Why You Should Know About the 1894 Pullman Strike

In the final episode of our miniseries on Jack Kelly's The Edge of Anarchy: The Railroad Barons, the Gilded Age, and the Greatest Labor Uprising in America, we learn how George Pullman's laborers fought back against his working conditions and wages with The Pullman Strike. 

Jack Kelly
5-minute read
Episode #69

Pullman’s employees were simply calling for an independent arbitrator to decide what was fair. George Pullman had declared there was “nothing to arbitrate.” Neither he nor the railroad corporations would budge.

The New York Times said that what had started out as an industrial strike had grown, and was “in reality a struggle between the greatest and most powerful railroad labor organization and the entire railroad capital.” It soon became clear that it would be a fight to the finish.

The effects of the strike began to be felt beyond the rail yards. The price of meat and other food skyrocketed. Businesses from mines to sawmills had to shut down for lack of transportation. A shortage of coal closed power plants. Ice became scarce. Commuters couldn’t get to work.

The strike illuminated the cracks in American society that threatened to become chasms.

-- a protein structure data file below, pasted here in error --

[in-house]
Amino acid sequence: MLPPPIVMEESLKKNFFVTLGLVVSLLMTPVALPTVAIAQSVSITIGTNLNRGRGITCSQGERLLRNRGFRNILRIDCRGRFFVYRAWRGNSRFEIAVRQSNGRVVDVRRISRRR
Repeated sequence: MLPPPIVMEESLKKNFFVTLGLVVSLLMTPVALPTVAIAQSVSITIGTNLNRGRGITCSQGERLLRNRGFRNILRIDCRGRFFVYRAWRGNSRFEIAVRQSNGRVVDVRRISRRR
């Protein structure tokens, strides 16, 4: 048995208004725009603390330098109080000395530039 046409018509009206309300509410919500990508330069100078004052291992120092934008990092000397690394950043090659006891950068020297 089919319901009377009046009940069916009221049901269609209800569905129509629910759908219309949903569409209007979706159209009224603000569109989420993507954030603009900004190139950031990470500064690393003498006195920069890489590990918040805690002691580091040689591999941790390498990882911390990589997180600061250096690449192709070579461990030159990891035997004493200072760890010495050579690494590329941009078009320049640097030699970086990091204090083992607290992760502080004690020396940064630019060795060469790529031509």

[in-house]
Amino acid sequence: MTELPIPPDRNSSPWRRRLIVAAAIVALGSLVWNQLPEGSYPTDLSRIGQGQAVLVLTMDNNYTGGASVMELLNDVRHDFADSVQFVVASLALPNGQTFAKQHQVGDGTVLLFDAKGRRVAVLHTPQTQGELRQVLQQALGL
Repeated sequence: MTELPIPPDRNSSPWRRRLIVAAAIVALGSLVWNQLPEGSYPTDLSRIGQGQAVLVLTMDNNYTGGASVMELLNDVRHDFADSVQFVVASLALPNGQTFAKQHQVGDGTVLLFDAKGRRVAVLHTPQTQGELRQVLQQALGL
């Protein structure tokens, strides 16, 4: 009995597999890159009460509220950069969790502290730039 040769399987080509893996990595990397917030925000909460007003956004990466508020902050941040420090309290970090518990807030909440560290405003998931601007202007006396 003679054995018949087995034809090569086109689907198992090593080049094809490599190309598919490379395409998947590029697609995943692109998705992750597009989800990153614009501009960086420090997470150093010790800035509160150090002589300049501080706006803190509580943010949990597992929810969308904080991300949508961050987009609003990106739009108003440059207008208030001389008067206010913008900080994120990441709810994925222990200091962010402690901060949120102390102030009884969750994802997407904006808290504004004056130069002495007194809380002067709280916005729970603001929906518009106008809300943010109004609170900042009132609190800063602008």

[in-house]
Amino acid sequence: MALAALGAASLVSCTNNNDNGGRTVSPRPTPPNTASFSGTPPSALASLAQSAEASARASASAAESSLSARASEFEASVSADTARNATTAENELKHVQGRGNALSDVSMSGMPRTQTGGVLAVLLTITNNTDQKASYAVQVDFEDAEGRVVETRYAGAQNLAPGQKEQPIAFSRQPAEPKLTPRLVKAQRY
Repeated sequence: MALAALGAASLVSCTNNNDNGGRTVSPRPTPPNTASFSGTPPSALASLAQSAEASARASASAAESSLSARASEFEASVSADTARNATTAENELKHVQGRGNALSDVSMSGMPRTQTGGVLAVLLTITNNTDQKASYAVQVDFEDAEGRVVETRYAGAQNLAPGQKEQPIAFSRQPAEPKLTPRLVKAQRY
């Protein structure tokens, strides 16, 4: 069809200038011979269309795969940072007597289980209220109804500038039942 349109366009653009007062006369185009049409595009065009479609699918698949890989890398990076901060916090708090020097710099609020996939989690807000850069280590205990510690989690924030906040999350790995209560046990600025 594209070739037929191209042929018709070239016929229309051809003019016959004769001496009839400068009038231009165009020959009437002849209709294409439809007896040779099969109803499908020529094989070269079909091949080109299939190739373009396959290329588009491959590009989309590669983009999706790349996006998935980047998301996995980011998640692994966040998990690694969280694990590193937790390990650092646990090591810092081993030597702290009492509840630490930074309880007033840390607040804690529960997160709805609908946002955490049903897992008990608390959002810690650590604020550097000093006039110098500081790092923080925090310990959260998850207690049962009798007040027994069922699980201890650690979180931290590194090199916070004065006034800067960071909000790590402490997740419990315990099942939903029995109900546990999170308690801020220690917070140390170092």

Rioters congregated along rail junctions to let loose their anger. They blocked the trains that supervisors tried to run in spite of the boycott. They smashed windows on passenger trains hauling Pullman cars. Eugene Debs and other union officials worked tirelessly to keep the strike peaceful.

Despite these minor incidents of vandalism, the workers held together and were on the way to winning the strike. At that point, President Grover Cleveland decided to intervene on behalf of the railroads. Cleveland’s administration was deeply pro-business and his attorney general, Richard Olney, held positions as a railroad lawyer and director, while he was in office. He didn’t see any conflict.

Olney declared that the strike had brought the country to the “ragged edge of anarchy.” Rather than let the two sides work things out, Cleveland asked the courts to issue injunctions outlawing the strike. He sent federal soldiers into Chicago, Denver, Sacramento, and other hot spots to suppress the workers.